Summer wouldn’t be the same without those quintessential blockbuster hits that we all know and love. Jaws, one of the most prominent and successful blockbuster films of all time, reeled in $14 million in its first weekend back in 1975. Though the film came out more than 40 years ago, its impact has been everlasting—in a very negative way.
A preview for the upcoming film The Meg, —a term short for Megalodon, the largest prehistoric shark in the world—reminded me of the messaging behind Jaws. If you haven’t seen the preview yet, think Jaws, but with a submarine instead of a boat.
While these films can be fun and thrilling to watch, they send a terrible message about these astonishing sea creatures. Sharks are dubbed as “killing machines” or “deadly predators” when really sharks are nothing to fear. In fact, sharks should be fearing us. In 2013, Marine Policy reported that roughly 100 million sharks are killed by humans annually. And how many humans are killed from shark attacks annually? About five. According to National Geographic, you have a 1 in 63 chance of dying from the flu and a 1 in 3,700,000 chance of being killed by a shark during your lifetime.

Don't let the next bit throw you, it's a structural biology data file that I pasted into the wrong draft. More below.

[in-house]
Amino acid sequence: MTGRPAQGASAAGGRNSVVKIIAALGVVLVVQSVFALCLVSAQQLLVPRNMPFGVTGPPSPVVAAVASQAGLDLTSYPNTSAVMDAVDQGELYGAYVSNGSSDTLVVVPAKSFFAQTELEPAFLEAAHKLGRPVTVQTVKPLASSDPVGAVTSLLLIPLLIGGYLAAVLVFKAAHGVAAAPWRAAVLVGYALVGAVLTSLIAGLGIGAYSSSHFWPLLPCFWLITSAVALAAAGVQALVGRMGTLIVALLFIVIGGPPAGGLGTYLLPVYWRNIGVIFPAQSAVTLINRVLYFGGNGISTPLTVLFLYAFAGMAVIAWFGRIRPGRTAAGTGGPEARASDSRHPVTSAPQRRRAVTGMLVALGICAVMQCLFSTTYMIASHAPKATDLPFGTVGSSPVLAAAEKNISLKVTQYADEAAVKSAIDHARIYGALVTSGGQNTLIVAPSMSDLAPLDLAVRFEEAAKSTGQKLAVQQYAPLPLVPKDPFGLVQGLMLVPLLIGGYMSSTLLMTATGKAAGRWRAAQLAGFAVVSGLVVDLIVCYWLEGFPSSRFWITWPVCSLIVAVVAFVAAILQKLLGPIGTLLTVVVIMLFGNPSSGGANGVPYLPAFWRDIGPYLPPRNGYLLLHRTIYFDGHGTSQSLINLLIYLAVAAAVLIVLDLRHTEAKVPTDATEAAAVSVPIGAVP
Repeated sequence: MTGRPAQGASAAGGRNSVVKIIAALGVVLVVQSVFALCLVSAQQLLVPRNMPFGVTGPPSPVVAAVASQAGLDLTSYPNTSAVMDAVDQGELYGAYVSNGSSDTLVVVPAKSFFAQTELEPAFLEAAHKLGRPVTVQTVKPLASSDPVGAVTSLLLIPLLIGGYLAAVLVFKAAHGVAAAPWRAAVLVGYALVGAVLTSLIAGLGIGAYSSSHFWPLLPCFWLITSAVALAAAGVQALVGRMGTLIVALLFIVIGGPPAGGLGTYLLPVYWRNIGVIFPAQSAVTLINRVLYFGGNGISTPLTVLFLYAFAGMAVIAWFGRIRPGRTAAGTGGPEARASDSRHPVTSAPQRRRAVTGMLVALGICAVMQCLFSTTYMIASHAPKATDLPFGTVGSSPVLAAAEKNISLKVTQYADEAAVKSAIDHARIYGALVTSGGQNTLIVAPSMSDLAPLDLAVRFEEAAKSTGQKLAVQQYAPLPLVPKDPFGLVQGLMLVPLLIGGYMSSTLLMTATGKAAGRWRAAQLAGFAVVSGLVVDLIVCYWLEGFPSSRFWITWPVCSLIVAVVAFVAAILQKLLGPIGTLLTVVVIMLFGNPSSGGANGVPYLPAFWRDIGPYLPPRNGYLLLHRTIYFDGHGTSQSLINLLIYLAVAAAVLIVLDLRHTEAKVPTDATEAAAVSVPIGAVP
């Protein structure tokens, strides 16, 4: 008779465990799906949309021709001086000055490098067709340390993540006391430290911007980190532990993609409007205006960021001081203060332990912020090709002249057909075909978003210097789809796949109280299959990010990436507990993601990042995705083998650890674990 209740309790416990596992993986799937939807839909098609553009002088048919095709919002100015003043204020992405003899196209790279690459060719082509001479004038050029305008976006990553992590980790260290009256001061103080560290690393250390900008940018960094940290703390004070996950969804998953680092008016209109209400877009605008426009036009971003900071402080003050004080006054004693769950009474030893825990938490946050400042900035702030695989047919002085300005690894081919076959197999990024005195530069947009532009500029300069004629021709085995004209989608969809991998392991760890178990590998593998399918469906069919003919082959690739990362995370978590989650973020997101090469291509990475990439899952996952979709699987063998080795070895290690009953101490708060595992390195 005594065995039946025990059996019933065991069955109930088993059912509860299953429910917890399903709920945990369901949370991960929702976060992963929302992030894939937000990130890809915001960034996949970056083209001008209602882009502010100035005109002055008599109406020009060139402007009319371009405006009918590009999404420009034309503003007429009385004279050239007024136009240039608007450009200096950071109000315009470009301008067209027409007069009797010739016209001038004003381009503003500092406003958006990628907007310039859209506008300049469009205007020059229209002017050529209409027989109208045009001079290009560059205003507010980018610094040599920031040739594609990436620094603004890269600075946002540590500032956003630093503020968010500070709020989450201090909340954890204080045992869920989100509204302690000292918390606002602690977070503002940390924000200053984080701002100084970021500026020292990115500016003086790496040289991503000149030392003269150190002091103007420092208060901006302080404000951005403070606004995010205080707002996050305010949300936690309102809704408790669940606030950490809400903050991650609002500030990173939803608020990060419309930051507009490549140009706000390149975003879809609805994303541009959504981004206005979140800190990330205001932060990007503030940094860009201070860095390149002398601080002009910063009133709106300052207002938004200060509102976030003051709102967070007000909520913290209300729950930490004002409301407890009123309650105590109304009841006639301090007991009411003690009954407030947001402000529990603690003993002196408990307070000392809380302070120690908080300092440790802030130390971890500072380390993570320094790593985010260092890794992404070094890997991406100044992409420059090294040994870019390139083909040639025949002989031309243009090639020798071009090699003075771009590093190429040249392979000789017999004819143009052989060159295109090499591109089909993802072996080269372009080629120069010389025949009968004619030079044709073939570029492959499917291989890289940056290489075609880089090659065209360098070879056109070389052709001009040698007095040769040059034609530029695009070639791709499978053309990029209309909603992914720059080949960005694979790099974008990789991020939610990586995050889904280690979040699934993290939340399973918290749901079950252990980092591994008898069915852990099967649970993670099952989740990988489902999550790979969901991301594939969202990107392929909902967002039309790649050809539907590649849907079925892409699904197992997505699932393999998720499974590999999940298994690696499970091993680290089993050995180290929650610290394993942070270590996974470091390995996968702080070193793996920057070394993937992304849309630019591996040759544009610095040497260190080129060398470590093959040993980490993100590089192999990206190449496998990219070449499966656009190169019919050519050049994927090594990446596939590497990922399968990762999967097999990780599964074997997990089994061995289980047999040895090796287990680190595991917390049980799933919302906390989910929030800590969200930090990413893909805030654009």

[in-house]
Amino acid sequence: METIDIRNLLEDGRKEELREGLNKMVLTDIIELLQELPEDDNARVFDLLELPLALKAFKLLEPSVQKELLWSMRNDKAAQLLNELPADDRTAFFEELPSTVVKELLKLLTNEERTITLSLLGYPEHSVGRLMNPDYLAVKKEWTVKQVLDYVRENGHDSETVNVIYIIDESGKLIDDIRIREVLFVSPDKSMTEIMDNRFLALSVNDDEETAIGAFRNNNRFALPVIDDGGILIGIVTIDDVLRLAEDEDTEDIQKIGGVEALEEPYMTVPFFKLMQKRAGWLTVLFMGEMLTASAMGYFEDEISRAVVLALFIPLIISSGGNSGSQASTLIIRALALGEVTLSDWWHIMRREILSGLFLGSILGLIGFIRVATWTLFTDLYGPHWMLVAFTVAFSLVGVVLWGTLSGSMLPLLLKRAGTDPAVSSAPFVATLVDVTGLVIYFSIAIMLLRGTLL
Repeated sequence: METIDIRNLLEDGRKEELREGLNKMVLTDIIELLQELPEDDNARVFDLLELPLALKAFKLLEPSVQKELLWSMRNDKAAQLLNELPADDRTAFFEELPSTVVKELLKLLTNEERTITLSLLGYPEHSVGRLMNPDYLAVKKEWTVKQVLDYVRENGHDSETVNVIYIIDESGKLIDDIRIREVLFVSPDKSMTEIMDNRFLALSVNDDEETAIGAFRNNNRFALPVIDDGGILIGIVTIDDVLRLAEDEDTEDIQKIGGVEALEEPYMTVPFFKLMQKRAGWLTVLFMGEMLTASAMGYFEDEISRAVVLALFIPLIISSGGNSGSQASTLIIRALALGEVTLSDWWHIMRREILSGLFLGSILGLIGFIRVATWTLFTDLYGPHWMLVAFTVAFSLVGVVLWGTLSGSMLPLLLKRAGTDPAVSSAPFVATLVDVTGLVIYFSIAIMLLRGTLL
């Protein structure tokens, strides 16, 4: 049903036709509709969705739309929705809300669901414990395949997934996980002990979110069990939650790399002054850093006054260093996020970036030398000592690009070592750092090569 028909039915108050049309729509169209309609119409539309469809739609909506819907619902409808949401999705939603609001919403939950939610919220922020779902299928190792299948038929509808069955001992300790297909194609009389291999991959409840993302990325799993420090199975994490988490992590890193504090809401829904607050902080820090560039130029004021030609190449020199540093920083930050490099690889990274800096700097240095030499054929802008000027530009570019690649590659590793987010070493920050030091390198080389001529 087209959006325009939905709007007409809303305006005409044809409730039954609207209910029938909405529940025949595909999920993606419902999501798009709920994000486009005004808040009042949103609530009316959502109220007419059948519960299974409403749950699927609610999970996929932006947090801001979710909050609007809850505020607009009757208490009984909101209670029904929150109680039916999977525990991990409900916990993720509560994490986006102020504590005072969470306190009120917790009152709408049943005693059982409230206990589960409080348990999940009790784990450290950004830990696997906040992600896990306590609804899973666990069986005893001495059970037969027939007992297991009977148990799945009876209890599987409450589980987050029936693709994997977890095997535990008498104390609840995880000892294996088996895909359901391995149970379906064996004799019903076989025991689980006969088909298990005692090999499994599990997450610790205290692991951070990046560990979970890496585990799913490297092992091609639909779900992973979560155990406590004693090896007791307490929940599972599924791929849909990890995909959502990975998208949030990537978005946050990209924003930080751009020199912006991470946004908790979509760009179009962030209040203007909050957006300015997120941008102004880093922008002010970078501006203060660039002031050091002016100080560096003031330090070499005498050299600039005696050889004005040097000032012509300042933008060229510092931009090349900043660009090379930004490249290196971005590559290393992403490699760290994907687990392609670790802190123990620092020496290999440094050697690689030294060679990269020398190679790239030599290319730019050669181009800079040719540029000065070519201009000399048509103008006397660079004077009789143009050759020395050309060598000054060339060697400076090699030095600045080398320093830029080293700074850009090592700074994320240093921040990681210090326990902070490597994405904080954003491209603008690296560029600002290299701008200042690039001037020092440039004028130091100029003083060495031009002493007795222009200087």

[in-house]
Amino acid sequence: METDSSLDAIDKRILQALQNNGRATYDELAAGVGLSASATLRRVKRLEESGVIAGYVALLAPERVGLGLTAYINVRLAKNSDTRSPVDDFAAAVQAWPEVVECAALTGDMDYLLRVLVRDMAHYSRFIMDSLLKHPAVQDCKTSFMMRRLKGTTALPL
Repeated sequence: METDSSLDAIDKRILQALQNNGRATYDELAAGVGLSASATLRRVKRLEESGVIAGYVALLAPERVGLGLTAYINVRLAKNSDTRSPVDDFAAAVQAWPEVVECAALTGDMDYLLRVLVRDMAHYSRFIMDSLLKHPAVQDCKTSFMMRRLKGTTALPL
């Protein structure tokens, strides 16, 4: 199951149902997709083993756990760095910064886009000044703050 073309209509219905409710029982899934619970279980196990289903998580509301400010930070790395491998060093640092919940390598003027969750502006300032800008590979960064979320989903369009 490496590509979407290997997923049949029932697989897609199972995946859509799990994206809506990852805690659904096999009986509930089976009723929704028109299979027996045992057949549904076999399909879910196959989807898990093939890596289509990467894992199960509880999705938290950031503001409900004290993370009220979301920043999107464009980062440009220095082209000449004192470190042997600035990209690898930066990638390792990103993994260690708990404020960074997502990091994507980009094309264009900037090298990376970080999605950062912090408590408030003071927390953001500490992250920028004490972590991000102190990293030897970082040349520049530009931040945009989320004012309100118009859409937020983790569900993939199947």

When we negatively depict something, we don’t care what happens to it. In fact, we often go out of our way to cause harm. Now due to overfishing and human-caused climate change, a variety of shark species are endangered, ranging from vulnerable to critical. We need to protect these creatures with all of our being, along with the numerous other endangered species on the planet.
We’re in the midst of the one week completely dedicated to these super swimmers—and yes, I’m talking about Shark Week. I encourage you to take the time to learn about the various species of sharks (there are hundreds!) and appreciate them for what they are and offer. In order to protect something, we first must love and understand it.
Look, I’m not saying you can’t support films like Jaws and The Meg, though that wouldn’t be the worst idea. However, if you do decide to support these films and others like them, please don’t support the negative messaging. Sharks are widely misunderstood, just like some of us humans out there. Give them a chance.
To learn more, tune into Shark Week on Discovery Channel or check out some of these other resources below:
Have a fin-tastic #SharkWeek!